The numbers for the Index of Industrial Production (IIP) for August 2009, released yesterday, reinforce the perception that the recovery is gaining strength. The June numbers provided the first sign of a better-than-tepid recovery, with the index showing 8.2 per cent growth (up from 2.1 per cent in May). In July, both the overall index and the manufacturing sector, which comprises about 80 per cent of the index, grew by a reasonably healthy 6.8 per cent (now revised to 7.2 per cent) over July 2008. The August numbers are significantly more buoyant, with the overall index growing by 10.4 per cent over August 2008 and the manufacturing sector coming in a shade lower at 10.2 per cent. This takes growth in the index for the June-August 2009 period to 8.6 per cent, which should set at rest any doubts that remain about the strength of the recovery. In the same three months of 2008, growth had averaged no more than 4.5 per cent. Then, the business cycle was turning down; now it is clearly turning up. The coming months could well see accelerated growth, helped by the low base of the corresponding months in 2008.
It is reassuring that the recovery is broad-based. Fourteen of the 17 segments of the manufacturing sector saw growth during August 2009, with seven of these 14 registering double-digit growth. The largest segment, Chemicals, accounting for almost 14 per cent of the index, grew by 14.7 per cent. Two important segments, Transportation Equipment and Machinery & Equipment, grew by 13.8 per cent and 14.2 per cent, respectively. The former’s numbers are borne out by data from the automobile industry, which indicate that long waiting lists are forming for some popular models. Most striking is the very significant turnaround in Textile Products, which includes garments. Badly hit by the fall in exports over the past several months, this segment clocked a 16.4 per cent growth rate over August 2008. Exports may have recovered slightly, but the bulk of this turnaround is attributable to a recovery in domestic demand. From the use-based perspective, Consumer Durables continued their remarkable run of the past few months, showing 22.3 per cent growth during August. This has generally been attributed to the increased spending power provided by the Pay Commission. Since the pay hikes are still being rolled out across state government and other public sector employees, the contribution of this segment to overall growth is likely to persist for some time.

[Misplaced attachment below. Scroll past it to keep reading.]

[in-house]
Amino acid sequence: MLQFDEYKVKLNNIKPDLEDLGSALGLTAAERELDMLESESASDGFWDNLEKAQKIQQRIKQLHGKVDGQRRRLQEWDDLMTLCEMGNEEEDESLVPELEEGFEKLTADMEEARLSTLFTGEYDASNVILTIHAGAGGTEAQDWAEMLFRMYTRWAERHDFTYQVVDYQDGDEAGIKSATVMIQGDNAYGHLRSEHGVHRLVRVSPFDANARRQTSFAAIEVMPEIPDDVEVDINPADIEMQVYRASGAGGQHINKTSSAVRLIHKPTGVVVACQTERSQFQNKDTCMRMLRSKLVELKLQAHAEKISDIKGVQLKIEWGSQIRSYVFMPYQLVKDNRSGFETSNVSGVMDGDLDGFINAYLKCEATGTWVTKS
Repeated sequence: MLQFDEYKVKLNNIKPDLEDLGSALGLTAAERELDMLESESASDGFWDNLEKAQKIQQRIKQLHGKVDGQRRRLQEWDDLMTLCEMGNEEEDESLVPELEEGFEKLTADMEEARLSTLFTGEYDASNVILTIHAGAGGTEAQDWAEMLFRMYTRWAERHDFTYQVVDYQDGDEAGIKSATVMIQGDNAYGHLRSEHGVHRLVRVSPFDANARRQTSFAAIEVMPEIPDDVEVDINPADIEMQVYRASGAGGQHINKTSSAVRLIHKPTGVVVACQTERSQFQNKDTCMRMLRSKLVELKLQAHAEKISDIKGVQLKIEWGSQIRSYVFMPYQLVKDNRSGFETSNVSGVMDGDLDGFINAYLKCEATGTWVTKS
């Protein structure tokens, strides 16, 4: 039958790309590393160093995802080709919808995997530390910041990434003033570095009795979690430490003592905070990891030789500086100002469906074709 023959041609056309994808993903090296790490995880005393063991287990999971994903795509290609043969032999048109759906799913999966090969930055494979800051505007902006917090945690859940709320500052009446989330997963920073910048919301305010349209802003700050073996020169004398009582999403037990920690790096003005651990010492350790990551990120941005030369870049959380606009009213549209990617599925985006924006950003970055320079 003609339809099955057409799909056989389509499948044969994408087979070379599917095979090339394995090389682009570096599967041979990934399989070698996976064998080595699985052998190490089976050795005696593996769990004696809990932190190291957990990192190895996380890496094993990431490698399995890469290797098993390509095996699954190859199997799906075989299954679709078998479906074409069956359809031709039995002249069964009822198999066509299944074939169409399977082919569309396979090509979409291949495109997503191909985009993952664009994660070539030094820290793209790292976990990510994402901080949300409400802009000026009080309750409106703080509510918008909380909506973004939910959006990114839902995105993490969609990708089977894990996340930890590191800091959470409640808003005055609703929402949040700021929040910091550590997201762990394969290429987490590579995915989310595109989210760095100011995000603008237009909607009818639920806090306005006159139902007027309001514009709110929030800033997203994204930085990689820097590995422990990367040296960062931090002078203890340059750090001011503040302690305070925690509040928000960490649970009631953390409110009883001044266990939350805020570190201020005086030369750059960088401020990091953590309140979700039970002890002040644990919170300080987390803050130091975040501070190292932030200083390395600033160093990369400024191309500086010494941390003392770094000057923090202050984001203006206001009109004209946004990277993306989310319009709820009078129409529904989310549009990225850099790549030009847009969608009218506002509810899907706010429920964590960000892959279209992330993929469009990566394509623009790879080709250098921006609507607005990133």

From a policy perspective, the August numbers are both a relief and a challenge. For the finance ministry, buoyancy in production should increase excise tax revenues and the higher profitability that these numbers suggest will contribute to increases in direct tax collections. On the other hand, the Reserve Bank of India could well be on the threshold of raising interest rates and reining in liquidity. There are few expectations that this will be done during the next quarterly announcement, scheduled for end-October, but numbers like this may strengthen the case that sooner is better than later.